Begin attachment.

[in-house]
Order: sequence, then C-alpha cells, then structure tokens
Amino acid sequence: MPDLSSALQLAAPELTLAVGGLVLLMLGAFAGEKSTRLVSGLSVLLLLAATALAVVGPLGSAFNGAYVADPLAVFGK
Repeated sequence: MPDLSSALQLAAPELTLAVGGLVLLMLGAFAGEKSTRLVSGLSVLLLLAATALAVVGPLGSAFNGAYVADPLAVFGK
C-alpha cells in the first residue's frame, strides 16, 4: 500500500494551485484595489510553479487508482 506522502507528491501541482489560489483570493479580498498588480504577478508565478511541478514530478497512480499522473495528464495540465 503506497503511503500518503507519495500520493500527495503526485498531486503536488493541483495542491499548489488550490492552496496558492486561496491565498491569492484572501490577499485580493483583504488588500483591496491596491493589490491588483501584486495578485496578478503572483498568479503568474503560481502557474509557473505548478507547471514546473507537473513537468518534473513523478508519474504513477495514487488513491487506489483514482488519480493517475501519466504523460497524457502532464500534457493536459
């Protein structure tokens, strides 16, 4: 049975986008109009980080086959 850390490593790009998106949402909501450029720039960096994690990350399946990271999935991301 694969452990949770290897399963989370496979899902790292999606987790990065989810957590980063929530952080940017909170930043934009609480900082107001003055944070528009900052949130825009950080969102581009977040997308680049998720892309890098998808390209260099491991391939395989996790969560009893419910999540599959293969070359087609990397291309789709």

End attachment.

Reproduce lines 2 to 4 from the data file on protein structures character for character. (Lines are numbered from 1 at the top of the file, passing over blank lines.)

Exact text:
Order: sequence, then C-alpha cells, then structure tokens
Amino acid sequence: MPDLSSALQLAAPELTLAVGGLVLLMLGAFAGEKSTRLVSGLSVLLLLAATALAVVGPLGSAFNGAYVADPLAVFGK
Repeated sequence: MPDLSSALQLAAPELTLAVGGLVLLMLGAFAGEKSTRLVSGLSVLLLLAATALAVVGPLGSAFNGAYVADPLAVFGK